America, Israel, and China

Rafi Unger

A serious rift in the American-Israel relationship could occur due to Israel’s relationship with China. America stands for individual rights and democracy. China stands for the opposite. China is ruled by a dictator who has no regard for the individual rights of China’s citizens, which has led to a poor relationship between China and America. Due to the fraught relations between these two nations, it may soon be impossible for one country to be in a significant relationship with both at the same time. However, Israel has a relationship with both countries. And so, Israel is at the center of a house of cards that could come crashing down at any minute.

China is Israel’s biggest trade partner in Asia. In the 1980s, Israel sold China technology to upgrade their tanks. China used this technology to mount an Israeli 105-mm cannon atop a renovated tank. Over the past thirty years, trade between China and Israel has greatly benefited each nation to the tune of billions of dollars. However, due to pressure from both the Biden and Trump administrations, Israel’s security cabinet announced the creation of an advisory panel on foreign investments, which has slowed down trade and other economically advantageous projects, such as the Tel Aviv Light Rail, that have connections to China. Israel, however, hopes to keep the economic benefits from its relationship with China going for as long as possible before it is forced to make a choice: does Israel value its American or Chinese relationship more?

Israel’s relationship with China poses a security risk to America and Israel. Chinese companies have worked on the Haifa Port, where various American naval vessels come to dock. This has led to security concerns for the Americans, as they worry China could be gathering intelligence information about the U.S. through the Haifa Port. Even Israel is becoming worried about the Chinese presence because China is involved in strategic infrastructure projects in Israel. Due to the intelligence risk that China poses within
Israel, America could be forced to limit its relationship with Israel, even if it otherwise does not want to.

Israel is America’s staunch ally in the Middle East, and the two are connected by much more than just shared security threats. America helps fund Israeli defense programs, such as the Iron Dome, and affirms Israel’s right to exist as a democracy and Jewish state. Inarguably, Israel should consider its security- (and values-) based relationship with the U.S. as more important than its economic relationship with China. However, so far, Israel has not had to, nor seemed to want to, choose the Americans over the Chinese, because, to this day, there is significant trade in strategic sectors occurring between Israel and China. Israel does not want to miss out on billions of dollars of potential trade with China.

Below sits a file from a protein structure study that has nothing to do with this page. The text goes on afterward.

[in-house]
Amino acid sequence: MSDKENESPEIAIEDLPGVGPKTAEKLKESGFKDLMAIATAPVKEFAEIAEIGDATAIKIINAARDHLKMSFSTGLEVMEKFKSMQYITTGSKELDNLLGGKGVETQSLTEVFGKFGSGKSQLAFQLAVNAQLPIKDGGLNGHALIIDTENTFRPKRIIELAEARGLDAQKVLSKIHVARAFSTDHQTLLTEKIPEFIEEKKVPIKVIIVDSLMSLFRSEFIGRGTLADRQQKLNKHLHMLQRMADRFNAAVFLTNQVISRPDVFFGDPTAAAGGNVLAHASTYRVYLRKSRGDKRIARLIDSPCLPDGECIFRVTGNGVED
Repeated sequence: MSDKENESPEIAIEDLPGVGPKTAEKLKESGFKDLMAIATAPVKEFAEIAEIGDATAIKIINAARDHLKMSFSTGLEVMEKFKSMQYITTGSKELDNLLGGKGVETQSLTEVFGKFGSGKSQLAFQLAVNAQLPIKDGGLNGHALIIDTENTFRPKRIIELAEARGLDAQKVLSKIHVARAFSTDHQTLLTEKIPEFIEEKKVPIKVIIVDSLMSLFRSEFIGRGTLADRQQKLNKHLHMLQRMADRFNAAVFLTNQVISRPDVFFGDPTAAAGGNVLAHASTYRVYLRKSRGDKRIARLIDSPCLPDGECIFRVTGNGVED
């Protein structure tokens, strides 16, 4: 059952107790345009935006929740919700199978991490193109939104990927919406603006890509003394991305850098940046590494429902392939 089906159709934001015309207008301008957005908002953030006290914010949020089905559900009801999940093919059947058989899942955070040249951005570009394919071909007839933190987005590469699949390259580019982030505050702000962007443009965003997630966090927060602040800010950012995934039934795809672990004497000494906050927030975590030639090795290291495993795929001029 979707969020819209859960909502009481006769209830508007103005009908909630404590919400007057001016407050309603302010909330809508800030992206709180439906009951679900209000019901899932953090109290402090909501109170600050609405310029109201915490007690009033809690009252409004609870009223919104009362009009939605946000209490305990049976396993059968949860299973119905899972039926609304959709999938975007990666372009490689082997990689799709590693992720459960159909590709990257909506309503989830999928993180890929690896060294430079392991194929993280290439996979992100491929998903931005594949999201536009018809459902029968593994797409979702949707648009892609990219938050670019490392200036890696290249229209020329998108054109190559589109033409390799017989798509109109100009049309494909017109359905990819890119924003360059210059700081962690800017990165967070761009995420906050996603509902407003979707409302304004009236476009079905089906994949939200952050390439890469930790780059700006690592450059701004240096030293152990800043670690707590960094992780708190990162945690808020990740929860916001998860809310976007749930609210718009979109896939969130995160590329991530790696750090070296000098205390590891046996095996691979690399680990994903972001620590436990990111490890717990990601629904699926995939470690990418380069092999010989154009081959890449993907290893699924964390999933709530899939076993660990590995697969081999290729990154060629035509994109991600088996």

Israel’s continued relationship with China could have far-reaching consequences. It could make it hard for America to feel as if it can truly trust Israel if they are so economically involved with a rival and adversarial country. Furthermore, solely from a values perspective, Israel’s relationship with China, an oppressive country, would give more fodder to those who say Israel has no right to exist and has taken land rightfully belonging to Palestinians. If Israel is garnering a lot of negative publicity for its relationship with China, it could make it hard for America to justify its relationship with Israel, especially when one considers that America and China do not have a good relationship currently.

Assaf Orion, who is a senior researcher at the Institute for National Security Studies in Tel Aviv, has noted a trend in the data that depicts the Israeli and Chinese relationship. It appears that their economic involvement with each other is slowing down. This could be a manifestation of pressure from America for Israel to end its connection with China. Or perhaps, Israel can foresee the issues a relationship with China can cause in its American relationship, and is slowly trying to solve the problem before it comes to a head.

As more American strategists argue for selective decoupling from China, particularly in the high-tech realms where Israeli and Chinese ties remain, Israel will eventually be forced to decide: does it want the economic benefit of China, or the security and political support offered by America? Israel must keep in mind that its reputation can be damaged by being associated with a country like China which suppresses human rights. America has traditionally been Israel’s ally and is vital to Israel’s current existence. American Jews must be cautious about lecturing Israelis over their geopolitical choices and security concerns. However, in this case, the American Jew must weigh just how important Israel’s relationship with America is, and whether or not Israel could survive losing its American connection because of an economic partnership with China—America’s competitor and greatest adversary on the world stage.

Mr. Rafi Unger is a tenth grader at Manhattan Talmudic Academy. He resides in Riverdale, New York.

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